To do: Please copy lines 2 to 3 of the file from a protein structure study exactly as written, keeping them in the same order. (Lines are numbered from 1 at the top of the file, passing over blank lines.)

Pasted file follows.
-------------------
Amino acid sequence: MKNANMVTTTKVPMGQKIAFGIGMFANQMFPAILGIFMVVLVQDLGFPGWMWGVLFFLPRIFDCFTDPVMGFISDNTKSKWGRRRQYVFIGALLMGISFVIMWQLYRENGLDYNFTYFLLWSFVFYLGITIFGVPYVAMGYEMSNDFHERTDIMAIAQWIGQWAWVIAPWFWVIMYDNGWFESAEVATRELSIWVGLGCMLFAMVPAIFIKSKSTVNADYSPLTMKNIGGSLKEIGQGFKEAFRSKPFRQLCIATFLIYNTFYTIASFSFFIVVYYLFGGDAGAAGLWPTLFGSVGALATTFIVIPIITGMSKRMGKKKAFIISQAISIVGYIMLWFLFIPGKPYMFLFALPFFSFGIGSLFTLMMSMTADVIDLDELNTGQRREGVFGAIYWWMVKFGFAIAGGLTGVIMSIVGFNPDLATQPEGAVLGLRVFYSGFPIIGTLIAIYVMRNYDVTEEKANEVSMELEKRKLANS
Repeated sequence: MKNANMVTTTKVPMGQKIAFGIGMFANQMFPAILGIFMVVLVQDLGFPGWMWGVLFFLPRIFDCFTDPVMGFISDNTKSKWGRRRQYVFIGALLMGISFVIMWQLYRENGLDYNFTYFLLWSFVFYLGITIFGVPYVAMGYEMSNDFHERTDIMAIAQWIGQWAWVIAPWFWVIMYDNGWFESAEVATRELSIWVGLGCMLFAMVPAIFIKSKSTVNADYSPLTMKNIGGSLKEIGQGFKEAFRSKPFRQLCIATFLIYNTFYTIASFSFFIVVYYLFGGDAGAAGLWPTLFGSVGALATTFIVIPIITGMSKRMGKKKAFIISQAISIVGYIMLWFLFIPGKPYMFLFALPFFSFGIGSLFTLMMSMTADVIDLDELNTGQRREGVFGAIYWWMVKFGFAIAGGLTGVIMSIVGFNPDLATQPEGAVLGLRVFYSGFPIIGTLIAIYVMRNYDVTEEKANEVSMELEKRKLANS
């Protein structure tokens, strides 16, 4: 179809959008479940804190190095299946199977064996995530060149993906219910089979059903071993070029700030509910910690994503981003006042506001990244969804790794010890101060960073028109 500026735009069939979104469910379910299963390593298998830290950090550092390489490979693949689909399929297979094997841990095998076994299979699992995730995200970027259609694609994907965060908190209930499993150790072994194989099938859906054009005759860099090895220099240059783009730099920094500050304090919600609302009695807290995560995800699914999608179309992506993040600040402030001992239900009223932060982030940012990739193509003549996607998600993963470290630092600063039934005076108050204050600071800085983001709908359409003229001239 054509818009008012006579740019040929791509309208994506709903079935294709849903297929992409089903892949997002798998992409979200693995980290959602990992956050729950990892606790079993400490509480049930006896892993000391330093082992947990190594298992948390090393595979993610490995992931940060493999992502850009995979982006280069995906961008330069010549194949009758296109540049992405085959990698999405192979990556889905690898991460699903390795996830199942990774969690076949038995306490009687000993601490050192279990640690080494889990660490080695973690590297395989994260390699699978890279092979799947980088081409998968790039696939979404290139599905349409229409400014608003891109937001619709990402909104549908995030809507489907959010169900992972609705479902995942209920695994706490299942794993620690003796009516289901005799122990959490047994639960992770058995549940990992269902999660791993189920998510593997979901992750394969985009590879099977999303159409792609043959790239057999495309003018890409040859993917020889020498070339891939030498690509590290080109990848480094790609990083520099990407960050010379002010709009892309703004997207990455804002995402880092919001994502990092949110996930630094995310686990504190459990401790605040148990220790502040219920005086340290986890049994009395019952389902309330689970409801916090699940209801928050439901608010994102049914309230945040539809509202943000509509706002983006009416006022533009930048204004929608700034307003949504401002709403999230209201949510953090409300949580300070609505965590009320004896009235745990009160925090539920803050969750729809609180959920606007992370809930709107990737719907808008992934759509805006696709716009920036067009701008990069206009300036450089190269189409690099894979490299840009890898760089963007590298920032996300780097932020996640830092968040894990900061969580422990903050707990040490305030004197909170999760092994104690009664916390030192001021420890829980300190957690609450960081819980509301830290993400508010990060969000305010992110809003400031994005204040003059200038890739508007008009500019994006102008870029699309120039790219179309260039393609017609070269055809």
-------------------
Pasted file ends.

Repeated sequence: MKNANMVTTTKVPMGQKIAFGIGMFANQMFPAILGIFMVVLVQDLGFPGWMWGVLFFLPRIFDCFTDPVMGFISDNTKSKWGRRRQYVFIGALLMGISFVIMWQLYRENGLDYNFTYFLLWSFVFYLGITIFGVPYVAMGYEMSNDFHERTDIMAIAQWIGQWAWVIAPWFWVIMYDNGWFESAEVATRELSIWVGLGCMLFAMVPAIFIKSKSTVNADYSPLTMKNIGGSLKEIGQGFKEAFRSKPFRQLCIATFLIYNTFYTIASFSFFIVVYYLFGGDAGAAGLWPTLFGSVGALATTFIVIPIITGMSKRMGKKKAFIISQAISIVGYIMLWFLFIPGKPYMFLFALPFFSFGIGSLFTLMMSMTADVIDLDELNTGQRREGVFGAIYWWMVKFGFAIAGGLTGVIMSIVGFNPDLATQPEGAVLGLRVFYSGFPIIGTLIAIYVMRNYDVTEEKANEVSMELEKRKLANS
């Protein structure tokens, strides 16, 4: 179809959008479940804190190095299946199977064996995530060149993906219910089979059903071993070029700030509910910690994503981003006042506001990244969804790794010890101060960073028109 500026735009069939979104469910379910299963390593298998830290950090550092390489490979693949689909399929297979094997841990095998076994299979699992995730995200970027259609694609994907965060908190209930499993150790072994194989099938859906054009005759860099090895220099240059783009730099920094500050304090919600609302009695807290995560995800699914999608179309992506993040600040402030001992239900009223932060982030940012990739193509003549996607998600993963470290630092600063039934005076108050204050600071800085983001709908359409003229001239 054509818009008012006579740019040929791509309208994506709903079935294709849903297929992409089903892949997002798998992409979200693995980290959602990992956050729950990892606790079993400490509480049930006896892993000391330093082992947990190594298992948390090393595979993610490995992931940060493999992502850009995979982006280069995906961008330069010549194949009758296109540049992405085959990698999405192979990556889905690898991460699903390795996830199942990774969690076949038995306490009687000993601490050192279990640690080494889990660490080695973690590297395989994260390699699978890279092979799947980088081409998968790039696939979404290139599905349409229409400014608003891109937001619709990402909104549908995030809507489907959010169900992972609705479902995942209920695994706490299942794993620690003796009516289901005799122990959490047994639960992770058995549940990992269902999660791993189920998510593997979901992750394969985009590879099977999303159409792609043959790239057999495309003018890409040859993917020889020498070339891939030498690509590290080109990848480094790609990083520099990407960050010379002010709009892309703004997207990455804002995402880092919001994502990092949110996930630094995310686990504190459990401790605040148990220790502040219920005086340290986890049994009395019952389902309330689970409801916090699940209801928050439901608010994102049914309230945040539809509202943000509509706002983006009416006022533009930048204004929608700034307003949504401002709403999230209201949510953090409300949580300070609505965590009320004896009235745990009160925090539920803050969750729809609180959920606007992370809930709107990737719907808008992934759509805006696709716009920036067009701008990069206009300036450089190269189409690099894979490299840009890898760089963007590298920032996300780097932020996640830092968040894990900061969580422990903050707990040490305030004197909170999760092994104690009664916390030192001021420890829980300190957690609450960081819980509301830290993400508010990060969000305010992110809003400031994005204040003059200038890739508007008009500019994006102008870029699309120039790219179309260039393609017609070269055809």